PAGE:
Hazardous Liquid Pipeline Safety Regulations for Gas Operators

Understand Part 195 and the main differences and pitfalls to avoid when working on regulatory issues surrounding hazardous liquid pipelines.

Professional Development Hours

Workshop Overview

As our industry continues to experience a revelation from the shale hydraulic fracturing, more and more companies are finding creative ways to utilize existing pipeline infrastructure. One such way is to convert assets to liquid transportation from gas only transportation. Regardless of installing new facilities to transport liquids or converting existing facilities, those that have historically had a background of regulations for gas pipelines (49 CFR Parts 190, 191, and 192) are now being asked to understand and work under regulations for hazardous liquids (49 CFR Part 195).

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Workshop will include lecture style format for information from subject matter experts int the industry as instructors, but also will include in class exercises and open discussion for scenarios and real world examples of issues surrounding compliance with Part 195.

Day 1 –  AM
  • Subpart A: General – general requirements
  • Subpart B: Annual, accident and safety related condition reporting – addresses attributes of reporting different from 192 requirements.
  • Subpart C: Design – particular focus on design, fracture control, closures, station piping, and valves.
Day 1 – PM
  • Subpart D: Construction – particular focus on qualified personnel, pipeline location, valve location, pumping equipment, impoundments, containing liquids in event of failure and arc burns.
  • Subpart E: Pressure testing – particular focus on API 1110, tanks and risk based alternatives.
Day 2 – AM
  • Subpart F: Operations and Maintenance – particular focus on entering tanks, communications, moving of pipe, launchers and receivers, overpressure protection, firefighting, security, leak detection and breakout tanks.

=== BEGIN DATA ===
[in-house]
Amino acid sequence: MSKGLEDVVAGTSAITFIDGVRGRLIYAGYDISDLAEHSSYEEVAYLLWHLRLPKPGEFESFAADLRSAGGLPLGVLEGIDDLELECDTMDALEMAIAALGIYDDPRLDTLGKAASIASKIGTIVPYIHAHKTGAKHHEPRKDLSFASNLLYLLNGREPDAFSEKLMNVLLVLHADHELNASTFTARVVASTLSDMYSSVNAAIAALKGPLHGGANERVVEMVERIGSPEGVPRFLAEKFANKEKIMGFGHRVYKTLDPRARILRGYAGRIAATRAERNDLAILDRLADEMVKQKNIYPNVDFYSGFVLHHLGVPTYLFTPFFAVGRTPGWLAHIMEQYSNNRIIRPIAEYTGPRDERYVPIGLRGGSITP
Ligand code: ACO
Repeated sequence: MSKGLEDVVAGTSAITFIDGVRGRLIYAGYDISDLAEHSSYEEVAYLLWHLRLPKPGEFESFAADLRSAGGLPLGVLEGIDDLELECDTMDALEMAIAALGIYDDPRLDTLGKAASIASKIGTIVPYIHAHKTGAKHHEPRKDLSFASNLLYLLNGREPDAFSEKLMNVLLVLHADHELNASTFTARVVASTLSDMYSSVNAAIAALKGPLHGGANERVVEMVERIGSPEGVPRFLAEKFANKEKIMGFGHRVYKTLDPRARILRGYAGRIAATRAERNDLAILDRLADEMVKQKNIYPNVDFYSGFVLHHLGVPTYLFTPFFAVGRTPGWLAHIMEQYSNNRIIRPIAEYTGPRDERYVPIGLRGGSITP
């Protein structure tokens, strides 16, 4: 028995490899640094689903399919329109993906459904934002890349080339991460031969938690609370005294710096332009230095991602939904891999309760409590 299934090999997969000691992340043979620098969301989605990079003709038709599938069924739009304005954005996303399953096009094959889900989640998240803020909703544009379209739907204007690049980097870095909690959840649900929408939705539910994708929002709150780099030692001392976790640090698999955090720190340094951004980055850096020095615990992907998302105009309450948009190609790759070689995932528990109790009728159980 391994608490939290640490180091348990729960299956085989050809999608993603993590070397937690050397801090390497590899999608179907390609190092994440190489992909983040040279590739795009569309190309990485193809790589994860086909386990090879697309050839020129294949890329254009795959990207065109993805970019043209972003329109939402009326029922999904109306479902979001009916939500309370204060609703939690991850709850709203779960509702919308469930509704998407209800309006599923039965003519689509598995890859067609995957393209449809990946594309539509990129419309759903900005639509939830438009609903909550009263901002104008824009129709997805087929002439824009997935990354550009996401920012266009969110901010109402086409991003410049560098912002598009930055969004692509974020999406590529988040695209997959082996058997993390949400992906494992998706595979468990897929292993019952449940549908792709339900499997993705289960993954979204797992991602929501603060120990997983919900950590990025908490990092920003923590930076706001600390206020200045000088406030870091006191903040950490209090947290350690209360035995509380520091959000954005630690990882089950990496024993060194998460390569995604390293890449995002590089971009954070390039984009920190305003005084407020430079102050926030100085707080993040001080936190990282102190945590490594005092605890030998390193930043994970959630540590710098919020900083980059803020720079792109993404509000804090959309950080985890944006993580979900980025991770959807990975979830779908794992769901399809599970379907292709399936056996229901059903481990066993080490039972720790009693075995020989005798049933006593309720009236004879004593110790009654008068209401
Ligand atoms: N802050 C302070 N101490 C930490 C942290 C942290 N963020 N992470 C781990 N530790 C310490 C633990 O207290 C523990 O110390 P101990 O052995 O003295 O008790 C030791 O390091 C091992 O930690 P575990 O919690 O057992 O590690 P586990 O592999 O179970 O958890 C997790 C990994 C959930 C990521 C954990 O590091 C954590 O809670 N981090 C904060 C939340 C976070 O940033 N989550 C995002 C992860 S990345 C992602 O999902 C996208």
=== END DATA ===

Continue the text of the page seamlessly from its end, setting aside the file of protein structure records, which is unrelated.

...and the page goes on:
• Subpart G: Qualification of pipeline personnel – requirements
  • Subpart H: Corrosion Control – particular requirements for tanks and vessels, internal corrosion and inspection of tanks for corrosion.

Meet Your Instructor

John S. Zurcher, Principal, P-PIC

John has spent 30 years in the gas pipeline industry, actively involved in pipeline safety. He served as Vice president of the Hartford Steam Boiler Inspection and Insurance Company, Pipeline Group, consulting to natural gas and hazardous liquid pipeline operators, trade associations and research organizations, Previously, he worked for Columbia Gas Transmission Company as Manager of Field Services, responsible for company compliance with Federal Regulations, management of capital budget program, and development of the corporation’s risk management program.

At Tenneco Energy, he was Director of Pipeline Services, overseeing corrosion control, geographic information system development, applied systems, and pipeline rehabilitation, integrity and safety projects. With PanEnergy Corporation, Coastal Corporation and Colorado Interstate Gas Company, his duties included design and operations, codes and standards, corrosion control, telecommunications, geographic information systems, and facility design and construction.

John is presently a member of NACE and ASME and serves on the B31.8 Section Committee. John has been Chair of the INGAA Pipeline Safety Committee and the GRI System Integrity and System Operations Committee. He was a member of the DOT Technical Pipeline Safety Standards Committee, the DOT Risk Management Quality Action Team and their Mapping Quality Action Team. He has testified on behalf of the industry before the Congress of the United States on several occasions on matters relating to pipeline safety.